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In essence, stollen is enriched bread studded with candied fruit peel, nuts, spices and raisins soaked in booze; a sort of fruitcake/hot cross bun mix. It wasn’t always this way.
In its first incarnation, stollen was made of flour, oats and water. No sugar, no fruit, no booze. Then, 100 years later, it evolved to include flour, oil, water and yeast. So far, so bready. Because stollen is baked during Advent (the five weeks of fasting leading up to Christmas), the Church forbade the use of butter. Five popes later, the Elector of Saxony was finally allowed to use butter without paying a fine.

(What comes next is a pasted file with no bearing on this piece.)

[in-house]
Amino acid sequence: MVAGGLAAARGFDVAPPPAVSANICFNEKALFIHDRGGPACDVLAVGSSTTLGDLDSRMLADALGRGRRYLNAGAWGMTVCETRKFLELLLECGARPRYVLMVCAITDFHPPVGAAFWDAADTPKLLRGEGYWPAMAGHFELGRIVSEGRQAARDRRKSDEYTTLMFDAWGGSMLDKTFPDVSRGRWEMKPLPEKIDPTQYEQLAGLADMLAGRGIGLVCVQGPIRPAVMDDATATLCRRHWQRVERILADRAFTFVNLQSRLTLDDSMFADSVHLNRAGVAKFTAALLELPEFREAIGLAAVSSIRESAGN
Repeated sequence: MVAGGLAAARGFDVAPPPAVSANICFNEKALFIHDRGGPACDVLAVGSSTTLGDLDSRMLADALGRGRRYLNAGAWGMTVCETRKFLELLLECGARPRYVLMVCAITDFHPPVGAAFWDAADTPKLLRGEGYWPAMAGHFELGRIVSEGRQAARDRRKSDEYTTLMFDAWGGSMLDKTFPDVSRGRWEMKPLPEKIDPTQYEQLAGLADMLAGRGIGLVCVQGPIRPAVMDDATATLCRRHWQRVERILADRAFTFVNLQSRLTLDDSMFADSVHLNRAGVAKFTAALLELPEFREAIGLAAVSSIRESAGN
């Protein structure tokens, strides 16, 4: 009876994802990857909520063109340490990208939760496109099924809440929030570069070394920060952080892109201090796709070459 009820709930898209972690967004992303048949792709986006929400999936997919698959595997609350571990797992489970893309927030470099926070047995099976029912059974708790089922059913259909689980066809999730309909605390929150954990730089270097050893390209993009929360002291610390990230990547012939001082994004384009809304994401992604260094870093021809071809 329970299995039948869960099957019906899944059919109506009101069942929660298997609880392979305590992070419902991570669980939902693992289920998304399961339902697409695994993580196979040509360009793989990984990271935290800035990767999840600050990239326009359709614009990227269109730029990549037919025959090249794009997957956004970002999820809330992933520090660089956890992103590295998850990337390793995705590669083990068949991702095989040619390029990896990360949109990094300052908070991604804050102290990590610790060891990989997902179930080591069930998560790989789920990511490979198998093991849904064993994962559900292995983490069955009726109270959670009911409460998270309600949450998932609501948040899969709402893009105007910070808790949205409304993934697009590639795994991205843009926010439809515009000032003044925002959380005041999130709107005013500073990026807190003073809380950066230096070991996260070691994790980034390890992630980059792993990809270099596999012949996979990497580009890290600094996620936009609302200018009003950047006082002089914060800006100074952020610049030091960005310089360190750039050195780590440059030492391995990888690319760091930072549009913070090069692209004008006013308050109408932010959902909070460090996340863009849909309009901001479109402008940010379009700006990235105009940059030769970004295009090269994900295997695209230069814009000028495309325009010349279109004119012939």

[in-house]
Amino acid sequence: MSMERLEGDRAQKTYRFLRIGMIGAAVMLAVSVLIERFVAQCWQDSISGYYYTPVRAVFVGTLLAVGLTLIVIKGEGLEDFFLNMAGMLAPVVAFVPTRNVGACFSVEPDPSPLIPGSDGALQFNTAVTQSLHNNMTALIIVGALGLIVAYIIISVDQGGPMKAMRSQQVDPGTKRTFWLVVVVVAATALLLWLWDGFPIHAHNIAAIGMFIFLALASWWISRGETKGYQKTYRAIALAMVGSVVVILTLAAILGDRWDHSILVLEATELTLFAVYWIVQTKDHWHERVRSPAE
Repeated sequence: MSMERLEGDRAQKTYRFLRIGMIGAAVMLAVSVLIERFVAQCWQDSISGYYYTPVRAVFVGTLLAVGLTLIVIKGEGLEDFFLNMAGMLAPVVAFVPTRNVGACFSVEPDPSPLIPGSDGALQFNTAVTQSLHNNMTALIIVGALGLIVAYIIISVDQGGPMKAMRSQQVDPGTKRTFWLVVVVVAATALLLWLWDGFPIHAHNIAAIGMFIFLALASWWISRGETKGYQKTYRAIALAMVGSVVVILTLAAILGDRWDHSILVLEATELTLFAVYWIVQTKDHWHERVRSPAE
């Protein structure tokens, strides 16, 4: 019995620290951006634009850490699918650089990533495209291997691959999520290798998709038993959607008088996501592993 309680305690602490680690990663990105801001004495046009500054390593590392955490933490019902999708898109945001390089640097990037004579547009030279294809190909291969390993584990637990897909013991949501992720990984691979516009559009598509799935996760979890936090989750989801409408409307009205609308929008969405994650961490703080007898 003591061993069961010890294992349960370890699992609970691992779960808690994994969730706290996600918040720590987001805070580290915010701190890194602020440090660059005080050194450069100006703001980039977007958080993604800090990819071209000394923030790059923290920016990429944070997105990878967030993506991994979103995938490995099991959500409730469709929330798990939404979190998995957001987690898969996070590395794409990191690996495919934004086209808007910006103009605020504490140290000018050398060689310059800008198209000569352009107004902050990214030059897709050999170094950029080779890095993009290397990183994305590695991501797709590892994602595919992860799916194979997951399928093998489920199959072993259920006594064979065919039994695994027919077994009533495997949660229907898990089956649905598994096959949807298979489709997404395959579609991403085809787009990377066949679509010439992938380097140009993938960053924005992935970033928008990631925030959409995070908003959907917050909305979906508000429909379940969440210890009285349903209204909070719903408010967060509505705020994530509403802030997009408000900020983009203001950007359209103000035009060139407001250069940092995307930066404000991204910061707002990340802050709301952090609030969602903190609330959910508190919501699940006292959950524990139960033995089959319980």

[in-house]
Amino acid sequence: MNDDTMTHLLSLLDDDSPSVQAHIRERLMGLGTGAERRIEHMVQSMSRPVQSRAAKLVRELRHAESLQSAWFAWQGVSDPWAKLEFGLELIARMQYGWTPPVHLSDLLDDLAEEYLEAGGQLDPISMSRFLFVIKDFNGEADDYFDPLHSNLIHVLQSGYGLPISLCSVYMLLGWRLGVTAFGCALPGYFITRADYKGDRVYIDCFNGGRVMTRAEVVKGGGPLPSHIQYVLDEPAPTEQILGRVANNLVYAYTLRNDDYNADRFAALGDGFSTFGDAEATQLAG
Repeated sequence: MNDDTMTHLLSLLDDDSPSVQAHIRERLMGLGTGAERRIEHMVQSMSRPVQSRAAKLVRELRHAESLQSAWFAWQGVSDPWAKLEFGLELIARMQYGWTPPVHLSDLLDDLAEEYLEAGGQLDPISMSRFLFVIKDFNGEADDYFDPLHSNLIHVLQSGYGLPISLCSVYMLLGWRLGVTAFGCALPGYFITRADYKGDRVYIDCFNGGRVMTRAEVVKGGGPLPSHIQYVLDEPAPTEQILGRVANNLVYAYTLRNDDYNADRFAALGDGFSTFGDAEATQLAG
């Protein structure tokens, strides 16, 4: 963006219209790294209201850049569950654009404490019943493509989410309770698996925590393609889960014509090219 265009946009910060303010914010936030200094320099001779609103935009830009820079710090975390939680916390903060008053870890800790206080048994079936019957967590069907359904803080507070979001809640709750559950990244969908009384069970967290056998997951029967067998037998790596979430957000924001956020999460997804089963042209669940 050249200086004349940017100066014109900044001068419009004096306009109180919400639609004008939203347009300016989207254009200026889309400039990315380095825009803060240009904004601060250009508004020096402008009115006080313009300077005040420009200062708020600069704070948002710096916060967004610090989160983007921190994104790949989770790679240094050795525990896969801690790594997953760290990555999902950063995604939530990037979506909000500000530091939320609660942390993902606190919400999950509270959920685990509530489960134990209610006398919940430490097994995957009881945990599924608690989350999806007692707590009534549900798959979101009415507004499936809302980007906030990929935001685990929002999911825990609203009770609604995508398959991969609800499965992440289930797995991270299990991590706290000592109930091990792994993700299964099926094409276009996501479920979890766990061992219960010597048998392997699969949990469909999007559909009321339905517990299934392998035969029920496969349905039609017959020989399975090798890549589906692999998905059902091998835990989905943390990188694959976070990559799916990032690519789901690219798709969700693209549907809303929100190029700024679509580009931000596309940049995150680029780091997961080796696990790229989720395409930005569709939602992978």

Because of this special dispensation, stollen became known as the ‘food of kings’. One year, bakers in Dresden (the main city in Saxony) worked together to make an 18-kilogram (40-pound) stollen that they carried through the streets to the palace. In 1730, stollen fan Prince Augustus asked Dresden’s bakers to make one fit for a king. A massive 3,600 eggs and 1,000 kilograms (2,200 pounds) of flour went into the project, which eventually resulted in a stupendous 1,800-kilogram (4,000-pound) dessert.
Even in the 21st century, Dresden, the main city of Saxony, is place to go for the stollen to beat all other stollens. Only 150 Dresden bakers are permitted to put the special King Augustus II seal on their products, which are then sold at the Christmas market. To double down on the stollen fun, visit Dresden on the second weekend in Advent for the Dresdener Stollenfest, a celebration of all things relating to the cake. Guten Appetit!